Healthcare and Cultural Beliefs
United States is a multi ethnic and multicultural society. Different racial and ethnic groups in the country have different views and beliefs about healthcare, diseases and treatment. Healthcare providers must understand this diversity in cultures in order to make healthcare interventions, promotions and prevention activities work among all groups of the society. Lack of understanding of these cultures may lead to miscommunication about healthcare. This paper is going to discuss the effects of Hispanic cultural beliefs on healthcare provision.
The population of Hispanic Americans in the US was estimated at 48.4 million in 2009 (Infoplease, 2010). This has the meaning that the Hispanic forms the largest ethnic minority in the US. A huge proportion 64% is made up of the Mexican American. Certain diseases are prone among the Hispanic Americans and these include; diabetes, obesity and cardiovascular disease (Arizona State University, 2010).
Hispanics have various cultural beliefs that are different from ours (Anglo-Americans) and that may influence their views on healthcare. One of these cultural beliefs is their region. Majority of Hispanic Americans are Catholics and hold high respect for the Virgin Mary. Most of them would say a prayers to the holy mother when them or their loved one are ill. In addition their strong belief in Christianity and God make most of them believe that every illness is the will of good and therefore they fail to seek for medical interventions. These presents a health risk to the population as there are diseases that are highly contagious and will be disastrous if lefts unattended to. Health practitioners must understand and appreciate the Hispanics religious beliefs if they are to succeed in changing the Hispanics attitude towards modern medicine. Proper education need to be conducted and should be delivered on the perspective of the Hispanics religious culture.
Hispanics Americans also have cultural beliefs concerning treatment of some diseases that are different from ours. They still belief on traditional medicines, use of herbs, aromas and rituals to treat various body, soul and mind illness. This belief in folk medicine sometimes puts the health of this community at risk as there are some chronic conditions that can be treated using rituals and herbs. However, health practitioners should not dismiss and disrespects these beliefs but should appreciate them and try to incorporate them into the process of healthcare provision. Before administering any medicine, doctors should ask the Hispanic patients whether they are taking any home medicine so as to avoid lethal reactions when another type of medicine is administered.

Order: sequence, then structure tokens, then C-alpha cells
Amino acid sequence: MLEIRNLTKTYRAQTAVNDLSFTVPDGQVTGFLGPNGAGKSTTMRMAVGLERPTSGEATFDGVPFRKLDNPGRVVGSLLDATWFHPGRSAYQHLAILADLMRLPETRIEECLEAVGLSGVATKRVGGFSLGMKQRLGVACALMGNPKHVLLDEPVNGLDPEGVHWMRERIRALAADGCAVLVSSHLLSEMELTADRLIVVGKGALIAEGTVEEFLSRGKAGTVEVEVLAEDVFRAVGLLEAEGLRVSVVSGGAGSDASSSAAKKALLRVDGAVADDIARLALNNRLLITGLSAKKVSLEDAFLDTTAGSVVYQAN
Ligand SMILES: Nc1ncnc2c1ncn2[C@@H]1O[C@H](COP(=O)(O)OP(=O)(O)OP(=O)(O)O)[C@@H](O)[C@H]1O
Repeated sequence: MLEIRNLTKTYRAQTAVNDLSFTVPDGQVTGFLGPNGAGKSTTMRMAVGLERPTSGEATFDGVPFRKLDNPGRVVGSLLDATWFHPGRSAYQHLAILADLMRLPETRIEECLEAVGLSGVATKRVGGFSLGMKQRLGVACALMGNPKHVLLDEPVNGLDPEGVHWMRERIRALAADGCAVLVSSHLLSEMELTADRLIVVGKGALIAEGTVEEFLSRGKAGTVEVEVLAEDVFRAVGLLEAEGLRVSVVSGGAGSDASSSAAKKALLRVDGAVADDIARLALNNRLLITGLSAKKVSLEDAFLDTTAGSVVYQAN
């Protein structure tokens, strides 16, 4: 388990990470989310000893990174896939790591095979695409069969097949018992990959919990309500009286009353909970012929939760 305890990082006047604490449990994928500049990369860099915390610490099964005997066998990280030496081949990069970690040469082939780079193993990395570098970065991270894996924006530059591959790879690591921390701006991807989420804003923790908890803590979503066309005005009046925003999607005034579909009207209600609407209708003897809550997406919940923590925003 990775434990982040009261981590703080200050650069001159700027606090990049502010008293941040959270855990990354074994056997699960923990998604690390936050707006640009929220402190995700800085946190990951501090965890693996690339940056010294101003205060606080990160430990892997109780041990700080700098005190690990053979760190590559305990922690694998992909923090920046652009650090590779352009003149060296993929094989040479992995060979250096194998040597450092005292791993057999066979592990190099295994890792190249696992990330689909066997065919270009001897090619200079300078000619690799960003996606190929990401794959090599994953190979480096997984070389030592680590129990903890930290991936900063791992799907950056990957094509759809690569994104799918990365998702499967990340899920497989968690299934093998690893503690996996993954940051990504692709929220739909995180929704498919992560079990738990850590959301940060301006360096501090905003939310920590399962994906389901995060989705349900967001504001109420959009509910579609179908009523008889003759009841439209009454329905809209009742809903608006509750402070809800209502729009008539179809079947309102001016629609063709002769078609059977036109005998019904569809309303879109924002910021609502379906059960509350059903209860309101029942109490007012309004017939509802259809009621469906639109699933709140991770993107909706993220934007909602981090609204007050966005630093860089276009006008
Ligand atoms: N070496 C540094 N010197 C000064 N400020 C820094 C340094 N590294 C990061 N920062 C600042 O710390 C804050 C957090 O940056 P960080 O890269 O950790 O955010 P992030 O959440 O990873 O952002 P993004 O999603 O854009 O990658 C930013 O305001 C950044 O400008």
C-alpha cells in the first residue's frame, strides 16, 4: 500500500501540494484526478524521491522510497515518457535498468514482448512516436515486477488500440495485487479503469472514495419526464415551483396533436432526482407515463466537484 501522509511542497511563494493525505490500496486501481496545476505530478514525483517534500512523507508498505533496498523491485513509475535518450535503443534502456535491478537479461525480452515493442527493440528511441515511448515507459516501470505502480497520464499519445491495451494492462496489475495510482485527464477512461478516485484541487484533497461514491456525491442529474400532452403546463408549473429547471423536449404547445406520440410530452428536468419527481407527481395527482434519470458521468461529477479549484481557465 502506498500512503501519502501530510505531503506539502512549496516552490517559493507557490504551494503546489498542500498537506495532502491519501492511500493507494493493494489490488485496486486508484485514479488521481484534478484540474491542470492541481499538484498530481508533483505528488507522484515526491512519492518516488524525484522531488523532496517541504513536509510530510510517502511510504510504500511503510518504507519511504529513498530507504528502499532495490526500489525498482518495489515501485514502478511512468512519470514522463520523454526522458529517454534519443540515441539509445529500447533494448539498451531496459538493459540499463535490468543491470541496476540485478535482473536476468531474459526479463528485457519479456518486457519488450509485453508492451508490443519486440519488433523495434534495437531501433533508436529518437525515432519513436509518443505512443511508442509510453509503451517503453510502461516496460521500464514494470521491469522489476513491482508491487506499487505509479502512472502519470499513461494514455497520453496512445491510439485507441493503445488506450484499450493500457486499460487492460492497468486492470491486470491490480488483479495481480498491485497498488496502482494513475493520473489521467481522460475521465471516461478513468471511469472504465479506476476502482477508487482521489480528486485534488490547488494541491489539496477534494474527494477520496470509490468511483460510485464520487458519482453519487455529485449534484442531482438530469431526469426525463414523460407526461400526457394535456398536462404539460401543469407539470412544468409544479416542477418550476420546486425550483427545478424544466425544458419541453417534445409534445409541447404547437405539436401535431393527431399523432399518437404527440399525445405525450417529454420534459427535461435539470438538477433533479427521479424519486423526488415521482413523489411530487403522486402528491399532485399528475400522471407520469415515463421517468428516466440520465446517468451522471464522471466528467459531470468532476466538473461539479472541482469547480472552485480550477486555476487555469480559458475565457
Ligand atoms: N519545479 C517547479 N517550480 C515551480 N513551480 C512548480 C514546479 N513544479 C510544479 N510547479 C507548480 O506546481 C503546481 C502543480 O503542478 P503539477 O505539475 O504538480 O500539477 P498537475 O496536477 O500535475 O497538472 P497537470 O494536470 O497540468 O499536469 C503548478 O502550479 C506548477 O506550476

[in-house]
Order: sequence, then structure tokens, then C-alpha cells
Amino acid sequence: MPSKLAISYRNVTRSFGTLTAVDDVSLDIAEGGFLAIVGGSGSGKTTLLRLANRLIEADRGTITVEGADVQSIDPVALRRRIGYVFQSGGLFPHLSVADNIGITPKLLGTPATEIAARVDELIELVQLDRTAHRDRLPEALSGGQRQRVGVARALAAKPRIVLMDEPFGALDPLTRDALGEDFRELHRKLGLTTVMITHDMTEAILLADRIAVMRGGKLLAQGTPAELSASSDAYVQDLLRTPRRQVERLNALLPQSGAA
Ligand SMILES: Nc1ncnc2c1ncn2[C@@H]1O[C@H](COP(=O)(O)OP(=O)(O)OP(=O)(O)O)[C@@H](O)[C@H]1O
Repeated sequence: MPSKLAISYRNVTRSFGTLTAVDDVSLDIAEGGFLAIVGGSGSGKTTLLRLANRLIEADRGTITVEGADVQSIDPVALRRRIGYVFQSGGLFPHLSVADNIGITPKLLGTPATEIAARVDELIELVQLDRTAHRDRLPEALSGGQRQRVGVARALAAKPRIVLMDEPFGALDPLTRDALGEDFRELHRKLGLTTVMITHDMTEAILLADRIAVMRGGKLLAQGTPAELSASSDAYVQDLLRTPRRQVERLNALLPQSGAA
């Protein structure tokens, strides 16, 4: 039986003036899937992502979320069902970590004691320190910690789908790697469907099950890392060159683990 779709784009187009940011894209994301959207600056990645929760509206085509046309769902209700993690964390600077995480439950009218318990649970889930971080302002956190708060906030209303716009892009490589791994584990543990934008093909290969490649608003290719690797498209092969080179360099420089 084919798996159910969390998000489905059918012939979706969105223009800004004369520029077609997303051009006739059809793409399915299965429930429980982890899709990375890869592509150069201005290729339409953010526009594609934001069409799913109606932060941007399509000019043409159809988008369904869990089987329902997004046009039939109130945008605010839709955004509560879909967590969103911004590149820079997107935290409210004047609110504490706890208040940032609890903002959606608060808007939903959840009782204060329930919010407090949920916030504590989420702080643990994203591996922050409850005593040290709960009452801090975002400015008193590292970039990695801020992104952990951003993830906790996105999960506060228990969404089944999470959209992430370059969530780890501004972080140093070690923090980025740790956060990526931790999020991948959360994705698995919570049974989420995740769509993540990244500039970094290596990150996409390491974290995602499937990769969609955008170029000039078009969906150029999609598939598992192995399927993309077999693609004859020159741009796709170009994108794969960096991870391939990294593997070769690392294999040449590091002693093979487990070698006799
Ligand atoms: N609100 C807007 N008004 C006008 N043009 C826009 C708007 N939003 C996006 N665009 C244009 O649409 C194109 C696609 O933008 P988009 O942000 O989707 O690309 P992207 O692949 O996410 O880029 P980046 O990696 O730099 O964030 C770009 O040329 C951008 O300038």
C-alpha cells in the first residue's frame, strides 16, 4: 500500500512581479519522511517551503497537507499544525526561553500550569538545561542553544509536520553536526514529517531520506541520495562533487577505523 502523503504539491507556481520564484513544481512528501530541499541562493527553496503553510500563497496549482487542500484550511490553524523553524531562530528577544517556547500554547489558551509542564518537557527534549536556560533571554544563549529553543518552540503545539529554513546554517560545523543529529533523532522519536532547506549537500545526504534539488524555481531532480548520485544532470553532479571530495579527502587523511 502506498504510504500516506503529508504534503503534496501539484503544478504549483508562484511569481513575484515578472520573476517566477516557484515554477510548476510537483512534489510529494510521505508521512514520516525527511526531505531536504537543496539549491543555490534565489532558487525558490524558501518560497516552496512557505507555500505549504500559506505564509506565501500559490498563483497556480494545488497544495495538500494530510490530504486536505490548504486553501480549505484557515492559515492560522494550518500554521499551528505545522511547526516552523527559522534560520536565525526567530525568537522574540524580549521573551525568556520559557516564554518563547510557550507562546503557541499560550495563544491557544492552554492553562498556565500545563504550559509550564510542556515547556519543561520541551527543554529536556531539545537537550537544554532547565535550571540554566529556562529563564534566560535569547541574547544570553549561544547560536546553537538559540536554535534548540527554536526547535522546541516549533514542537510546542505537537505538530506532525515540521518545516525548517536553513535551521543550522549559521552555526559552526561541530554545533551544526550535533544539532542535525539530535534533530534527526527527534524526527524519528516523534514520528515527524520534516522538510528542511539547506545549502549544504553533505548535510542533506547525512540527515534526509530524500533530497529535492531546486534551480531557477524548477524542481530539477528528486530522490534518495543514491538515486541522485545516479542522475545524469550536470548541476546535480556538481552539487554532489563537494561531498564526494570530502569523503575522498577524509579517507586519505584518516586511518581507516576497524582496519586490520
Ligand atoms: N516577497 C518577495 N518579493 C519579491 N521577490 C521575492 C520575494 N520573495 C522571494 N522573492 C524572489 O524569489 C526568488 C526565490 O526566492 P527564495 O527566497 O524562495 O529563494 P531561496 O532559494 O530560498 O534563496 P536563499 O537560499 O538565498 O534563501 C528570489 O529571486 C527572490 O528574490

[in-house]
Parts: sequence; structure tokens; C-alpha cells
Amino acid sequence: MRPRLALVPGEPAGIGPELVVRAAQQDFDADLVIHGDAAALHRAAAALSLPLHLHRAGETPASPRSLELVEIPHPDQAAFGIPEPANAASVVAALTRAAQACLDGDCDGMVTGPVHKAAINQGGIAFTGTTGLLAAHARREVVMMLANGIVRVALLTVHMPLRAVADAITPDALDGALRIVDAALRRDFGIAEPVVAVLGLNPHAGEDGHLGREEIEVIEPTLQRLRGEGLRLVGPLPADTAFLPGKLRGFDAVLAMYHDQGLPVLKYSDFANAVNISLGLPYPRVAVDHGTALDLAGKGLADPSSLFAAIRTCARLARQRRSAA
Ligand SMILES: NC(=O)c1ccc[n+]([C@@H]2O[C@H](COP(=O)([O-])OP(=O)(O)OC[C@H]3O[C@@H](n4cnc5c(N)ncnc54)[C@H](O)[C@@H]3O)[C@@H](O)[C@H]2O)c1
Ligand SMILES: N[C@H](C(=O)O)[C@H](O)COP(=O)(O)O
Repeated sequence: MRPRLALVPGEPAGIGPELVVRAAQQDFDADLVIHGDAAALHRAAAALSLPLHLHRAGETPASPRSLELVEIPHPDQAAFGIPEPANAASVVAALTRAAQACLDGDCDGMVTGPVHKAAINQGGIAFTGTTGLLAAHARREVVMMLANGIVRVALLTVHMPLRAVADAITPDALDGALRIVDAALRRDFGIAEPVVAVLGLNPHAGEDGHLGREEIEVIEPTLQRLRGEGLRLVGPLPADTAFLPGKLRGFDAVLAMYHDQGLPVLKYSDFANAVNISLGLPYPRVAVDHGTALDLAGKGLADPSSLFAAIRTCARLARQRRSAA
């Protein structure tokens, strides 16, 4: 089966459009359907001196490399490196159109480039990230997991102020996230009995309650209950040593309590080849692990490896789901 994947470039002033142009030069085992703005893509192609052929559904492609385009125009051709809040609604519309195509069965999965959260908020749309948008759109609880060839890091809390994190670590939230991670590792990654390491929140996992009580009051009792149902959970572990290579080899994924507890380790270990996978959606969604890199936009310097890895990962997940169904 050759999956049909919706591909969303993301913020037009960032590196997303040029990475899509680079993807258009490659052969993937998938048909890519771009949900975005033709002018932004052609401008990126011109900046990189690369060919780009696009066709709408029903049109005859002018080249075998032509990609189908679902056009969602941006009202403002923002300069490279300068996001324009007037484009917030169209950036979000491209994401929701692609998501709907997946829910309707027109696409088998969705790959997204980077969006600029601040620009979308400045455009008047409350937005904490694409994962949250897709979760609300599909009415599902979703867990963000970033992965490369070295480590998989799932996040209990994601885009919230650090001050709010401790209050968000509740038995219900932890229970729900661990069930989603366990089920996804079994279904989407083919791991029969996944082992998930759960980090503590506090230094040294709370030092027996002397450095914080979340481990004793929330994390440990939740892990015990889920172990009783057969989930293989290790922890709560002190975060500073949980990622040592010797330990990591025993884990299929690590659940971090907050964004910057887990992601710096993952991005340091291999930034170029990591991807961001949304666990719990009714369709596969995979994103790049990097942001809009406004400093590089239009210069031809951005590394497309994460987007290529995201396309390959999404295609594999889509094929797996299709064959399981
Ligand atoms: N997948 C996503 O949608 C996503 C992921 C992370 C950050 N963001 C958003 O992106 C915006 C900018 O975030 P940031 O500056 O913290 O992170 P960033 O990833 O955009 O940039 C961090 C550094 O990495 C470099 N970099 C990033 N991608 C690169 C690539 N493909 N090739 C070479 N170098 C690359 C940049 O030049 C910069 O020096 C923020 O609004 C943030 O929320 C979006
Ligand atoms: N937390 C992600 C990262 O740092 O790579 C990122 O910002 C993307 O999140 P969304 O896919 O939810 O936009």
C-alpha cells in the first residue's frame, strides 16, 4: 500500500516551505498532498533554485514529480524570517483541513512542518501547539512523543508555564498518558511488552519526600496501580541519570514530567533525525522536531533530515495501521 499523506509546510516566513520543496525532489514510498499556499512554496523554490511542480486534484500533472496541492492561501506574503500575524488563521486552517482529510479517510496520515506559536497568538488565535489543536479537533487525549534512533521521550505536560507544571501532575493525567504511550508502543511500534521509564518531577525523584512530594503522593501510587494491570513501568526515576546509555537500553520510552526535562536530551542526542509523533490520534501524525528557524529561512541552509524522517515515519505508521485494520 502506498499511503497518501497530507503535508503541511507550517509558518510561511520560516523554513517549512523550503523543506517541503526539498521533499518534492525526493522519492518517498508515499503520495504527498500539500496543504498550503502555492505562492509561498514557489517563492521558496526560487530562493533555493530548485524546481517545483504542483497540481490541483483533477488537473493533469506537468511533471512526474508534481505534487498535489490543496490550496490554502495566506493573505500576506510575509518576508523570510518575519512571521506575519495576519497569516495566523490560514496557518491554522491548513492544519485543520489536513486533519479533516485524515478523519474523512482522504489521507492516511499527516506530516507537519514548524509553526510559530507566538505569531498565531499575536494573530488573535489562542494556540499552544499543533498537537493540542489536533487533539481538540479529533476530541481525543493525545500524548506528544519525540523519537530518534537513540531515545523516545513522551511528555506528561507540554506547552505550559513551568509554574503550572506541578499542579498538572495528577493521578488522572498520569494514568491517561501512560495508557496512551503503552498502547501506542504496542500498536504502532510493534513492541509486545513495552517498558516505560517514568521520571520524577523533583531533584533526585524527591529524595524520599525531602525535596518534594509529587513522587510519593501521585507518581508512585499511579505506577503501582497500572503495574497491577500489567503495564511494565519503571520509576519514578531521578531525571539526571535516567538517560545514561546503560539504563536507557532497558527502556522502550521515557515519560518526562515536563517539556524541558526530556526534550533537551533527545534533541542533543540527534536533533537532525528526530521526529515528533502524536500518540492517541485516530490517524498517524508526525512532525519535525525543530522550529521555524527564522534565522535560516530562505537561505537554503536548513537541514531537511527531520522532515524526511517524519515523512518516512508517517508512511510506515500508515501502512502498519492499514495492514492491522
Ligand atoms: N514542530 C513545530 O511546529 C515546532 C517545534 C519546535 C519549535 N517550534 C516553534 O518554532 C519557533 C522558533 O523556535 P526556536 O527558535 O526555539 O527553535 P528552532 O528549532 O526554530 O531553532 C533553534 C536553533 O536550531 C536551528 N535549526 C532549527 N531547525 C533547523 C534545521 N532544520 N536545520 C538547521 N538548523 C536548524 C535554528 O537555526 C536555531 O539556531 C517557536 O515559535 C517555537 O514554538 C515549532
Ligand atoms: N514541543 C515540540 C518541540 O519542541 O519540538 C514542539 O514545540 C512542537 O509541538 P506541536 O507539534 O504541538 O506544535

Huge difference is also portrayed between interactions among the Hispanics and the interaction among the Anglo-Americans. While Anglo-Americans prefer large personal space and like to maintain formal interaction, interaction between Hispanics is usually close and based on trust, warmth and friendliness (Gutierrez, 1998). Very small personal distance exists in the interaction between Hispanics. Hispanic Americans hold the same expectations when it comes to healthcare services provision. They expect the healthcare providers to treat them with a lot respect, warmth and friendliness. They expect a personal relation between the healthcare provider and them without which a sense of distrust arises and the Hispanics will tend to stay away from the hospitals. Therefore, it is very imperative for healthcare providers to note this disparity in cultural practices in order to make healthcare service delivery to the Hispanic Americans effective.
Another cultural belief/ practice that is different from the Anglo-American culture has to do with time orientation. While Anglo-Americans are largely concerned with their past, present and future; the Hispanics are only concerned with the Present (Presentismo) (Gutierrez, 1998). This raises a problem in explaining the importance of preventing diseases to this group of Americans. Trying to convince the Hispanics to take vaccines while they are not sick at present becomes very difficult due to this difference in time orientation. Practitioners have to understand this diversity in order to address this issue on a knowledge point of view.
Gender roles also present another diversity that exists between Hispanic Americans and Anglo-Americans. Whereas women in Anglo-American cultures enjoy a lot of freedom to engage in any career that fellow men do, women in Hispanic cultures assume a traditional role of a house wife whose responsibility is to take care of the family and the house (Gutierrez, 1998). This has an implication when Hispanics men have to take directions and instructions from lady doctors at modern hospitals. This issue needs to be addressed by encouraging doctors to treat these patients with respect and humility to avoid having them develop a negative attitude towards modern healthcare services.
Arizona State University (2010). Latino Culture and Health. Retrieved on February 21, 2011, from http://www.public.asu.edu/~cbaldwi1/swborderlands/lch.htm
Gutierrez (1998). Latino Health Beliefs. Retrieved on February 21, 2011, from http://www.public.asu.edu/~squiroga/gutierre.HTM
Infoplease (2010). Hispanics Americans by the Numbers. Retrieved on February 21, 2011, from http://www.infoplease.com/spot/hhmcensus1.html
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